“If you heard one of these cuts on the radio then whichever one it was, you’d want to know who it was. Those guitars are utterly infectious as they jangle and pummel, sometimes simultaneously. If what goes around does indeed come around then their music will take them far.” (Lindsay Hutton)
“…the song ‘Good Karma Cafe’ – when taken on its’ own – is enough to sell you something of a dummy where The Plastic Pals are concerned. It’s a gorgeously wistful, Americana-tinged affair with plenty of space for guest Jason Shogren’s regal pedal steel to waft around and some notably lonesome Neil Young-style harmonica.”
“The other thing that really sets The Plastic apart is Soold’s skill as a lyricist. Occasionally, he conjures up a neo-psychedelic mysticism, as on ‘Gone With The Wind’ (“a sea burst through the park and a clipper made the scene/ it was the most beautiful thing I’d ever seen”) which recalls the cosmic oddness of The Ramones’ ‘Highest Trails Above’, but mostly his observations whether personal (‘Best Kept’s Secret”s vivid and hearbreaking observations of death) or political (the darkly topical ‘Suicide Bomber’) are both effective and memorable. And when they’re allied to The Pals’ magnificent sonic fire power they’re clearly onto a winner.” (Tim Peacock)
Reviewers rating: 9/10
“Opener Here Comes the Sun is a perfect example of their ability to produce vibrant and visceral songs which tap straight into rock’s collective unconscious.” “…leads on songs such as The Best Kept Secret or Long and Lonely are a glorious combination of wiry and melodic, often recalling the work of Chuck Prophet.” (Kai Roberts)
Reviewers rating: 8/10
“If Håkan Soold had been Englishman or American, he would have belonged to a chosen group of internationally recognised, but very modestly selling cult heroes. With his high quality and partially psychedelic rock, his limber guitar strands almost at the level of Tom Verlaine, and his habile voice quite close to Ian McNabb (consider that a recommendation!), he should be sorted with just that kind of artists, together with Richard Lloyd, Chris Spedding and Matthew Sweet. His background in the classic band Dom Dummaste, whose Lars Cleveman makes a guest performance here, would have contributed to the cult, while guests like Green On Red’s Chris Cacavas would have been a little something for all the experts.
However, Håkan Soold and his Plastic Pals aren’t Englishmen or Americans, but Swedish, and that makes the cult almost negligibly small. Still, whoever find The Plastic Pals in some way, should be congratulated! ” (Patrik Forshage)
“Hailing from Stockholm, The Plastic Pals debut long player is a powerhouse of guitar-drenched power-pop. featuring stellar guest Chris Cacavas (Green on Red) on organ and taking cues from the likes of the Flamin Groovies, Dream Syndicate and Gun Club, this is soulful, driving music, with as much melody as muscle.”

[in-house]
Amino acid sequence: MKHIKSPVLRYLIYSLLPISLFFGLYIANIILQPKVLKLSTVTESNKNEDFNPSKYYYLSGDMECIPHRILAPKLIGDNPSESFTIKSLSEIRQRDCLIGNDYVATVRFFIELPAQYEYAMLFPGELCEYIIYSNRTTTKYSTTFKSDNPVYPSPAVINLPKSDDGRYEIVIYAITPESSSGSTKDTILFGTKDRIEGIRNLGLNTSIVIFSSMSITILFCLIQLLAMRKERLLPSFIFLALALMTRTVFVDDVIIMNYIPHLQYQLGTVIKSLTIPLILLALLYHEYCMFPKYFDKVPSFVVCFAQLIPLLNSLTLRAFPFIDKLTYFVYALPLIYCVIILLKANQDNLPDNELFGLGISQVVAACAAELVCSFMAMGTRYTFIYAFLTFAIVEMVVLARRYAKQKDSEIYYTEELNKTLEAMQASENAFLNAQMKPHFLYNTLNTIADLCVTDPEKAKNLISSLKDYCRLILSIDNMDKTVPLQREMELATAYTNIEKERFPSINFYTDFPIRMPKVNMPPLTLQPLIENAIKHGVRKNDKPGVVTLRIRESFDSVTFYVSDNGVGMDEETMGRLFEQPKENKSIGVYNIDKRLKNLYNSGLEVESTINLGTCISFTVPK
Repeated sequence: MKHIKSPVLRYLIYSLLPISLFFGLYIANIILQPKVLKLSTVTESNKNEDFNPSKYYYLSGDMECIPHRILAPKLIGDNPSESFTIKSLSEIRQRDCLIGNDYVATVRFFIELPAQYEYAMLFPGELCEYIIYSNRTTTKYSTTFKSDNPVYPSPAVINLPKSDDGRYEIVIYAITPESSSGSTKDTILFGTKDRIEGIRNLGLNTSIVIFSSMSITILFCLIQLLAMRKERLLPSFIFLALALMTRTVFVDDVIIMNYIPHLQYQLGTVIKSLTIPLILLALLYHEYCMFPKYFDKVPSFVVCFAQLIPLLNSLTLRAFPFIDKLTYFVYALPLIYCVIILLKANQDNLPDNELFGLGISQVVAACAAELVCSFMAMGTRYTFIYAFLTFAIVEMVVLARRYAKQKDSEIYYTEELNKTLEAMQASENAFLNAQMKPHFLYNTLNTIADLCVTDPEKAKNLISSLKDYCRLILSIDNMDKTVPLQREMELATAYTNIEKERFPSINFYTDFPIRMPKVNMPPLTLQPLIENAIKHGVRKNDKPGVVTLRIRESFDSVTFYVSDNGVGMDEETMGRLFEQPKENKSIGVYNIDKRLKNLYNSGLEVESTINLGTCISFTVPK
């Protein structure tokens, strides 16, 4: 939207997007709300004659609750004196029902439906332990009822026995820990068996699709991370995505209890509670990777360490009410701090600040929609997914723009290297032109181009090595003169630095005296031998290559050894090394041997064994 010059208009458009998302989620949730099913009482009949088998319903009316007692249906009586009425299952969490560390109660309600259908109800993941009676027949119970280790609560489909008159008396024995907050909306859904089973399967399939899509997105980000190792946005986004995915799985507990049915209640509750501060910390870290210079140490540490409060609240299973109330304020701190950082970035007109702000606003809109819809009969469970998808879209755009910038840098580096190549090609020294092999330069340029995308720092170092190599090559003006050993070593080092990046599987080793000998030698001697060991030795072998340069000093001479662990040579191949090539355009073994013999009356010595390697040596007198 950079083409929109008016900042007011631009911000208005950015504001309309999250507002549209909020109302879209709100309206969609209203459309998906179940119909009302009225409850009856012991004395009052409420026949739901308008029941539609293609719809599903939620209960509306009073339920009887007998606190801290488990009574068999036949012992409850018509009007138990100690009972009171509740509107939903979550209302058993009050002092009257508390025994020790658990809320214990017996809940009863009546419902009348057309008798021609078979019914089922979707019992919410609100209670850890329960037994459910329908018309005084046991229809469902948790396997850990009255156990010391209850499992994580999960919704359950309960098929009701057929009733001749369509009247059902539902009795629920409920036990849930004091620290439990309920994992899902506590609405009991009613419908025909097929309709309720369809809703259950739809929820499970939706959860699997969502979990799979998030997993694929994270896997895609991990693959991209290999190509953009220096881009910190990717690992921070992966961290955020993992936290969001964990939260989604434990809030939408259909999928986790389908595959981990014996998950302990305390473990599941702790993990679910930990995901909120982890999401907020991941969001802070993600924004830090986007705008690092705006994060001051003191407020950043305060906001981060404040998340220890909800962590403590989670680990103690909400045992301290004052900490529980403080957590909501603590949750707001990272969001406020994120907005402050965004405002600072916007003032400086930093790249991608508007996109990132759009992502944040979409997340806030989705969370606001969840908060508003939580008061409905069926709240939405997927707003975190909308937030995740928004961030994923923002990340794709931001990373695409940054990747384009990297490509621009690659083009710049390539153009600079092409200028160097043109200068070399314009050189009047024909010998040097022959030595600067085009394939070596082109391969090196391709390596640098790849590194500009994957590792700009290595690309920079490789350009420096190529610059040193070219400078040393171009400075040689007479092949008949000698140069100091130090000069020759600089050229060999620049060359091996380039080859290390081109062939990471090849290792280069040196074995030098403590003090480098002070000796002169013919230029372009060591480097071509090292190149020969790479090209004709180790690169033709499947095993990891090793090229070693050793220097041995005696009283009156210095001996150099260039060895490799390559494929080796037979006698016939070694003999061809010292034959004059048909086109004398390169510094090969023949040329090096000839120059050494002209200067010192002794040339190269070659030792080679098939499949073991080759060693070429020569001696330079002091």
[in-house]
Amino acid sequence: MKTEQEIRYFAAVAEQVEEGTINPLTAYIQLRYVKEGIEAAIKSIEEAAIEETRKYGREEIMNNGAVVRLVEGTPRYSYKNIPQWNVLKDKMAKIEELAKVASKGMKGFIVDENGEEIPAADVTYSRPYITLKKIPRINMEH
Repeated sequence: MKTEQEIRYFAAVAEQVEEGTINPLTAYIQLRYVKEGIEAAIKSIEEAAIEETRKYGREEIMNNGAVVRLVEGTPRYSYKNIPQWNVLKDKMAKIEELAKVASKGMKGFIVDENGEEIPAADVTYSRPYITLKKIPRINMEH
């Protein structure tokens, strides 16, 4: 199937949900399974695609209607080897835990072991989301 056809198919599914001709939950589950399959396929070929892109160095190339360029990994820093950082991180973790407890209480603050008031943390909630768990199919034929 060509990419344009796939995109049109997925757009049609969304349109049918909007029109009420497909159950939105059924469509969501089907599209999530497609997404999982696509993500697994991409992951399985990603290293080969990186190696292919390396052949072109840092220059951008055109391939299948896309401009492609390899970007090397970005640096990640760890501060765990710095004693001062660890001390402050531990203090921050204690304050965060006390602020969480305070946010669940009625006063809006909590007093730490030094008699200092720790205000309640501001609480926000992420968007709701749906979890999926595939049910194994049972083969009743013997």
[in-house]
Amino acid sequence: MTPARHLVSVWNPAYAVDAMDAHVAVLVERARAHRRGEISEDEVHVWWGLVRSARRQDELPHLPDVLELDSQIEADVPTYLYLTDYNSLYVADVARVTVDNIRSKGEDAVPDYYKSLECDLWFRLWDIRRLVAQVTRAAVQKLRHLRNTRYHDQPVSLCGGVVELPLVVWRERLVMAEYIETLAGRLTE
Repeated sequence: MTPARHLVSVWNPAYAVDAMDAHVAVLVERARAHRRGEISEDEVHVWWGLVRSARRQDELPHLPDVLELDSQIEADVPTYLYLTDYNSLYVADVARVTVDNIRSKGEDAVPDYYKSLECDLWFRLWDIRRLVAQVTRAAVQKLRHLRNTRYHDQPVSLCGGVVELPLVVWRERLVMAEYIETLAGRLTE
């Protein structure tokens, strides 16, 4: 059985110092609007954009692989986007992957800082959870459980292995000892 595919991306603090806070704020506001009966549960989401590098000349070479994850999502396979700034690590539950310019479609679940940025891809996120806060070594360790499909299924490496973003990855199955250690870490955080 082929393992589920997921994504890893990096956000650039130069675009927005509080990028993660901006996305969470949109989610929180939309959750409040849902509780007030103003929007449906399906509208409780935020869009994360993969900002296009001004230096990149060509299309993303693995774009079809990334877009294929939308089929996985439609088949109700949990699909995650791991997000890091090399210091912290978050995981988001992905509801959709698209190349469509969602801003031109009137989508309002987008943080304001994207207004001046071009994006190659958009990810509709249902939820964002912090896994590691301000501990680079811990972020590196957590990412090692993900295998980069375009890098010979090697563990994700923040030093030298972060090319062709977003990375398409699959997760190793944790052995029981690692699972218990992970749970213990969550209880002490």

“We loved their EP! Their debut long player delivers on the EP’s promise /…/ Shadow Of A Dream” has a guitar riff that reminds us of Buffalo Springfield’s “Rock and Roll Woman”! “Suicide Bomber” has a kind of early Teardrop Explodes feel to it! EXCELLENT!!!”
” Here you have a Swedish band who plays a groovy sort of retro rock with garage-flirts all over. And they’re doin’ it really good with a lot of help from the producer Björn Öqvist who’ve worked with SpaceAge Baby Jane and Pennebaker mentioning two.
Third out – the cool and softer “Long And Lonely” is one winner and the rocker “The Best Kept Secret” that smells Television a long way is another one (with Chris Cacavas from Green On Red as a guest).
Television is one name to mention when you compare the band to others… I would also wanna mention The Strokes, a young and horny Costello and Velvet Underground if they would have been focused on melodies instead of drugs. A really well done filet of music. ” (Pär Winberg)
Reviewers rating: 3,5/5
“A couple of months ago The Plastic Pals released their debut album “Good Karma Café”. A solid, exciting rock and powerpop album with a collection of strong tracks with The Plastic Pals’ own special sound. It feels like great retro mixture molded into something new. I get so many associations to this that I find it hard to tell them apart into some kind of description.
Sixties pop, psychadelia, Blue Öyster Cult, Television, and yes it feels clean and rough at the same time. I really love the vocals from Håkan Soold, which adds a lot of soul to the music and keeps everything together. A really good album that grows each time I listen to it.” (Pär Berglund)